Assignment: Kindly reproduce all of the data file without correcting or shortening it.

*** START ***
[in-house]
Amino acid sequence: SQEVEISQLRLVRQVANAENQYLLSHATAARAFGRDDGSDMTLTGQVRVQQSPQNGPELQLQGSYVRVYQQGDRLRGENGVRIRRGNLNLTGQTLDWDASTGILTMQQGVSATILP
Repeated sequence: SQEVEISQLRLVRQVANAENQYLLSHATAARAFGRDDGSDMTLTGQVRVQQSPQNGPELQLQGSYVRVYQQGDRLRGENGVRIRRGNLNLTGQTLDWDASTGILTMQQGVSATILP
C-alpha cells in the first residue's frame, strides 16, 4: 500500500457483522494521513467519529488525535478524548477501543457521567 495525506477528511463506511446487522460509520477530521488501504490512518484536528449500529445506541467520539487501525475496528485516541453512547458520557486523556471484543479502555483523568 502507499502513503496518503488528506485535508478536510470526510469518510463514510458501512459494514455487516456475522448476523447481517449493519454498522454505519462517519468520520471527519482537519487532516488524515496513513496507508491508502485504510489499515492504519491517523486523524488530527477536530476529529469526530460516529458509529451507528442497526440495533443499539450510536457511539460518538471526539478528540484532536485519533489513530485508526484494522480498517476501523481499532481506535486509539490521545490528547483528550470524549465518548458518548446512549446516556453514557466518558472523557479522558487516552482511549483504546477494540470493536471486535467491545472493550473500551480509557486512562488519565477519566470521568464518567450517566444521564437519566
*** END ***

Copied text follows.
[in-house]
Amino acid sequence: SQEVEISQLRLVRQVANAENQYLLSHATAARAFGRDDGSDMTLTGQVRVQQSPQNGPELQLQGSYVRVYQQGDRLRGENGVRIRRGNLNLTGQTLDWDASTGILTMQQGVSATILP
Repeated sequence: SQEVEISQLRLVRQVANAENQYLLSHATAARAFGRDDGSDMTLTGQVRVQQSPQNGPELQLQGSYVRVYQQGDRLRGENGVRIRRGNLNLTGQTLDWDASTGILTMQQGVSATILP
C-alpha cells in the first residue's frame, strides 16, 4: 500500500457483522494521513467519529488525535478524548477501543457521567 495525506477528511463506511446487522460509520477530521488501504490512518484536528449500529445506541467520539487501525475496528485516541453512547458520557486523556471484543479502555483523568 502507499502513503496518503488528506485535508478536510470526510469518510463514510458501512459494514455487516456475522448476523447481517449493519454498522454505519462517519468520520471527519482537519487532516488524515496513513496507508491508502485504510489499515492504519491517523486523524488530527477536530476529529469526530460516529458509529451507528442497526440495533443499539450510536457511539460518538471526539478528540484532536485519533489513530485508526484494522480498517476501523481499532481506535486509539490521545490528547483528550470524549465518548458518548446512549446516556453514557466518558472523557479522558487516552482511549483504546477494540470493536471486535467491545472493550473500551480509557486512562488519565477519566470521568464518567450517566444521564437519566